Bill is currently at work on a mystery set in the Oregon High Desert.

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24 thoughts on “Valet de Poulet – Some Thoughts on Self-Care (Guest: Bill Cameron)

  1. I’m in scramble-mode, so other than feeding my crows (and chippies, squirrels, and turkeys), I’m tied to the desk till I meet my deadline. But I do enjoy my time with wildlife. Loved your chicken story, Bill. Welcome to TKZ!

  2. Bill’s chickens are beautiful. RIP Fanny, you pinup girl you.

    To take care of myself, I guard my sleep time because I’m cranky and stupid when I’m sleep deprived!

    • It’s addictive to swing by Instagram to see Bill and his “girls.” Bill and his wife Jil spend time with the chickens & other critters that they post on Instagram, videos too. There’s a whole community online for #urbanchickens. Who doesn’t need a chicken chuckle at the end of a writing day?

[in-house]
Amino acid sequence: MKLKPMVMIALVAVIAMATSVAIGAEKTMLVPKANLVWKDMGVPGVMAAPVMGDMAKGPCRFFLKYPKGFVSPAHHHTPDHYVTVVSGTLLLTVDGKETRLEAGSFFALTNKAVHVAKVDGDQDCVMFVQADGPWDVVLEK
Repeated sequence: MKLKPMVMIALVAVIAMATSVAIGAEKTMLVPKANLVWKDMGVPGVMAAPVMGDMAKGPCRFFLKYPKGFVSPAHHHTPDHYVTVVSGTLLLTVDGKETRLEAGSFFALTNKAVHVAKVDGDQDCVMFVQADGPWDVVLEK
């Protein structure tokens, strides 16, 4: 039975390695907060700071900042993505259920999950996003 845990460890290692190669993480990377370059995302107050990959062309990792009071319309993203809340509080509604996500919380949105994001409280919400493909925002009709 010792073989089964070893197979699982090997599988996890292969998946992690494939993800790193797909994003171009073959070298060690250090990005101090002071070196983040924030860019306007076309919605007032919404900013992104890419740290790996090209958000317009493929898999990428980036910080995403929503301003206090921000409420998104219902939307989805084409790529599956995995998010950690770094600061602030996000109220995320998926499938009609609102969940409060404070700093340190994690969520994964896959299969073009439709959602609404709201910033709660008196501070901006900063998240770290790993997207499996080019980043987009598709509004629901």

• I can appreciate that. My own sleep has never been great, but even so an extra rocky night can throw the next day into a funk.

      Our girls really are beauties. I think they know it too. 😁

  3. Echoing Sue and Priscilla – your birds are indeed beautiful and I loved your story about them. Thanks for introducing them to us and welcome to TKZ.

  4. I actually have a serious question for you, Bill.

    Where do you get your chickens? After poor Fanny died, after a respectable amount of time, you brought home new friends for Hinie and they’re beautiful. I wondered if you got them from a special place.

    I live in Texas, but I wouldn’t know where to get chickens not wrapped in cellophane. (Sorry, girls.)